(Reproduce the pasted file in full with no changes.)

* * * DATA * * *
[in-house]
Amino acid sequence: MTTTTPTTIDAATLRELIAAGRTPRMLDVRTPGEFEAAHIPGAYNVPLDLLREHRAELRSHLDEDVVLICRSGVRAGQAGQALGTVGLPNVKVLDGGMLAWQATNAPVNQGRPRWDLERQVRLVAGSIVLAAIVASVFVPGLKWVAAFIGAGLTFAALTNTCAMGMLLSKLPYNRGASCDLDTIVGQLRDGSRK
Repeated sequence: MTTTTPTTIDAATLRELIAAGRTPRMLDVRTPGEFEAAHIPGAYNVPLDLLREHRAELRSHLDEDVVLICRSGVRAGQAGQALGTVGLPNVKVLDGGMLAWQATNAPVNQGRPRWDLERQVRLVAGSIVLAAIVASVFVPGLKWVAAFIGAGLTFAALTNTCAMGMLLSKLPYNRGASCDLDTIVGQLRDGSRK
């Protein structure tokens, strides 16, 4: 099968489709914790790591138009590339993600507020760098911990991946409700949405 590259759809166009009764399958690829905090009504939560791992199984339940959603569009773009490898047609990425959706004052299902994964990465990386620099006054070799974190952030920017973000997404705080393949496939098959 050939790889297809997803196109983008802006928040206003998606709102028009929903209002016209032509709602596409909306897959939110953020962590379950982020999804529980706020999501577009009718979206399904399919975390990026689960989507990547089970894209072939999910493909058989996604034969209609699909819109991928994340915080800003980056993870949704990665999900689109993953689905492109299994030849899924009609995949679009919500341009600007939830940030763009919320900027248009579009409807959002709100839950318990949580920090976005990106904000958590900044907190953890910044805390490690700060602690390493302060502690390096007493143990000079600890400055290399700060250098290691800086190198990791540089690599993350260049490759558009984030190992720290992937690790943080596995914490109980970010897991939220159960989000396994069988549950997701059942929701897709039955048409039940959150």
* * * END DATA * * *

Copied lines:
[in-house]
Amino acid sequence: MTTTTPTTIDAATLRELIAAGRTPRMLDVRTPGEFEAAHIPGAYNVPLDLLREHRAELRSHLDEDVVLICRSGVRAGQAGQALGTVGLPNVKVLDGGMLAWQATNAPVNQGRPRWDLERQVRLVAGSIVLAAIVASVFVPGLKWVAAFIGAGLTFAALTNTCAMGMLLSKLPYNRGASCDLDTIVGQLRDGSRK
Repeated sequence: MTTTTPTTIDAATLRELIAAGRTPRMLDVRTPGEFEAAHIPGAYNVPLDLLREHRAELRSHLDEDVVLICRSGVRAGQAGQALGTVGLPNVKVLDGGMLAWQATNAPVNQGRPRWDLERQVRLVAGSIVLAAIVASVFVPGLKWVAAFIGAGLTFAALTNTCAMGMLLSKLPYNRGASCDLDTIVGQLRDGSRK
């Protein structure tokens, strides 16, 4: 099968489709914790790591138009590339993600507020760098911990991946409700949405 590259759809166009009764399958690829905090009504939560791992199984339940959603569009773009490898047609990425959706004052299902994964990465990386620099006054070799974190952030920017973000997404705080393949496939098959 050939790889297809997803196109983008802006928040206003998606709102028009929903209002016209032509709602596409909306897959939110953020962590379950982020999804529980706020999501577009009718979206399904399919975390990026689960989507990547089970894209072939999910493909058989996604034969209609699909819109991928994340915080800003980056993870949704990665999900689109993953689905492109299994030849899924009609995949679009919500341009600007939830940030763009919320900027248009579009409807959002709100839950318990949580920090976005990106904000958590900044907190953890910044805390490690700060602690390493302060502690390096007493143990000079600890400055290399700060250098290691800086190198990791540089690599993350260049490759558009984030190992720290992937690790943080596995914490109980970010897991939220159960989000396994069988549950997701059942929701897709039955048409039940959150």